During the 30 days leading up to fielding, nearly half (48%) report they are burnout from COVID; 75% are frustrated by those who don’t acknowledge COVID-19
WATERTOWN, MA February 23, 2021—Despite rapid vaccine distribution, US physicians on the COVID-19 front lines delayed their estimates of a physical return to normalcy until February 2020—four months longer than they estimated in June 2020. While physicians report that on most days they experience optimism and pride in their contributions to fighting the pandemic, 48% also report they are burnt out by it all, and 24% note that their mental health has seriously suffered since the pandemic. An overwhelming 75% report frustration over those who deny the existence of COVID-19. This was the top sentiment, among both positive and negative statements, reported by respondents regarding their feelings during the month of December 2020, followed by 63% who say they are hopeful because of the vaccines.
Data are part of the Wave 7 of the Novel Coronavirus (COVID-19) Frontline Treating Physicians Tracking Report from InCrowd, the pioneer for real-time, high-quality primary market intelligence for the life science industry. The full report is available here.
“Our data corroborate major physician burnout studies and by looking specifically at frontline COVID-19 treaters on such dimensions as mental health and concern over personal and familial safety, present important dimensions that the healthcare industry should examine as they consider the road forward,” said Daniel S. Fitzgerald, CEO of Apollo Intelligence, parent to InCrowd. “Despite expanding vaccine distribution in the US, frontline treaters continue to predict that normalcy is even further away. As a company and as a nation, we are deeply indebted to this community, and we will continue to monitor their sentiments as we inch toward a new equilibrium.”
In wide-ranging data on testing, facility, governmental capacity, return to normalcy predictions, and physician stressors, US frontline treaters documented significantly higher COVID-19 test accuracy than they did in June, with over half reporting 75% or above accuracy for viral tests, and a third reporting 75% or above accuracy with antibody tests. Though 87% of respondents report access to testing, just 64% say their facilities can test every patient who needs to be tested.
Yet metrics on facility preparedness have not improved since June, with only 36% of frontline treaters reporting adequate supplies, 25% reporting necessary contact tracing capacity, and 24% reporting adequate staffing—the latter dropping sharply from an estimated 51% in May 2020.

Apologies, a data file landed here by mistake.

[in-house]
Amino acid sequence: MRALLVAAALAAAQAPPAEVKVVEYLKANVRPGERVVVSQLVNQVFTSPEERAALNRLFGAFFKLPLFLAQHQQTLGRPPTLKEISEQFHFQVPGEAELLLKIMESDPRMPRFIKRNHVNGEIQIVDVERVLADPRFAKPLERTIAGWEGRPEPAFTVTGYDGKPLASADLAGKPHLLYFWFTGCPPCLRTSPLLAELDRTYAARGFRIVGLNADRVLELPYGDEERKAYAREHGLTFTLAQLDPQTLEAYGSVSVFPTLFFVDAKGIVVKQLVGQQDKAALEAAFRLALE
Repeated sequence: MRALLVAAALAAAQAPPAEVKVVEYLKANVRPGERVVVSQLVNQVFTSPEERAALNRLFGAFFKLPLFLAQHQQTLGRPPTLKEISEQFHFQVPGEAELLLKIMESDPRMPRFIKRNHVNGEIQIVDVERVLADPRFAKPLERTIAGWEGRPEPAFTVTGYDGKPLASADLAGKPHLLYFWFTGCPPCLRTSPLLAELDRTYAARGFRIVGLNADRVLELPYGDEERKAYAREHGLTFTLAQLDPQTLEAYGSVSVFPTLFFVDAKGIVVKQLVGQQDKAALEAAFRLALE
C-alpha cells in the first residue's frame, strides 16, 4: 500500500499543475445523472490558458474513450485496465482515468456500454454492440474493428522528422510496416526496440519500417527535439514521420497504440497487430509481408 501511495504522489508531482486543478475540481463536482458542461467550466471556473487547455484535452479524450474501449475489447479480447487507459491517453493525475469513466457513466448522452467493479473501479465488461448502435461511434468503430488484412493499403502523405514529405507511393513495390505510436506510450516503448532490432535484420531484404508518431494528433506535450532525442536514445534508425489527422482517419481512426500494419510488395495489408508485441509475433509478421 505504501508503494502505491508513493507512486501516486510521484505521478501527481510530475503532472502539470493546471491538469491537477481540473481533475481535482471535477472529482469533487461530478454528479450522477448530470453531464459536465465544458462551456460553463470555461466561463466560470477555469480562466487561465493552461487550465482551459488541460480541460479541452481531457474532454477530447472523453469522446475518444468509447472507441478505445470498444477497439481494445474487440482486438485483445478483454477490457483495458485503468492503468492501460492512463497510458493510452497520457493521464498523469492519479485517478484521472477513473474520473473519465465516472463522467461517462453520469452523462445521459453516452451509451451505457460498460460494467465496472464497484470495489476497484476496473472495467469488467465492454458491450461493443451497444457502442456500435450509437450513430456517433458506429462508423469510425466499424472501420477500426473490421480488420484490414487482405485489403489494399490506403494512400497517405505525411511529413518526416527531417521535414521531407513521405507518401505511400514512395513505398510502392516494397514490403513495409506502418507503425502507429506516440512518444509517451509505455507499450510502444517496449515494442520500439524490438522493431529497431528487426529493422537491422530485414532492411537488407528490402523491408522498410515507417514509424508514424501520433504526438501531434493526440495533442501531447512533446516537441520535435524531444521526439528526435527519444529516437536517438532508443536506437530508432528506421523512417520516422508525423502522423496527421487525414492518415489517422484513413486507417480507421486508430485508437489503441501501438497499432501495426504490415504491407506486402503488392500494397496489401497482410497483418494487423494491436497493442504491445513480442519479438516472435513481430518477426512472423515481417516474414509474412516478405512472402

The personal toll on COVID-19 frontline-treating physicians showed with 48% of respondents saying they were burned out from it all in the past 30 days, and the same percentage saying they’re on autopilot, just trying to keep going. Twenty-one percent said they considered quitting their jobs, while 15% reported that even though they lived with their families, they don’t hug their loved ones for fear of giving them COVID-19. Two-thirds (66%) said they are concerned for the safety of a loved one due to their exposure as a treating physician for COVID-19, a significant rise since June.
The data also found that:
- Hydroxychloroquine treatment has plummeted to just 1%, down from 21% in April.
- Sixty-four percent of physicians report adequate testing capacity, up significantly from 48% in June.
- Just 56% of physicians say they have the necessary protective equipment to stay safe, a significant increase from 37% in June.
- Only 10% of physicians mentioned concerns about salary cuts or loss of revenues, down from 19% in June.
- Fifty-two percent of physicians say things won’t return to normal until mass vaccination dissemination and accessibility is achieved. Verbatim remarks voice that many believe public acceptance, not vaccine access, will be the biggest barrier to ending the pandemic.
- “I think it will take two more full flu seasons to hash this out. My estimate is 2023. At that time there will be more info on how effective the vaccine is and if boosters will be needed, and we will also get buy-in from lay people who do not trust the vaccine and are waiting to see how it affects others.” —Pediatrician, NM
- At the time of response, over half of frontline physicians had already received the vaccine, and an additional quarter had plans to receive it in the next few weeks.
InCrowd Novel Coronavirus (COVID-19) Frontline Treating Physician Tracking Report – Wave 7 data were sourced from InCrowd’s proprietary panel of global healthcare professionals (HCPs) on December 23, 2020. The 231 respondents include US-based primary care physicians (PCPs) (n=73), pediatricians (PEDs) (n=58), and emergency medicine or critical care physicians (EMCCs) (n=100) who completed a 12-minute MicroSurvey.
About Apollo Intelligence, LLC
Apollo Intelligence’s mission is to accelerate health innovation to improve life. In 2019, Apollo launched with the acquisition of InCrowd, the pioneer of real-time automated insights for the life sciences industry. To complement InCrowd and strengthen its global reach, in 2020 Apollo acquired SurveyHealthcareGlobus, the global market leader of first-party healthcare data collection and custom survey solutions. Apollo provides access to 2M healthcare stakeholders worldwide—including physicians, patients, caregivers, and allied healthcare professionals. Apollo’s 190 employees support top global pharmaceutical brands, market research agencies, and consultancies across 12 different countries in the Americas, Europe, and Asia. For more information about Apollo, please visit our website at www.apollointelligence.net.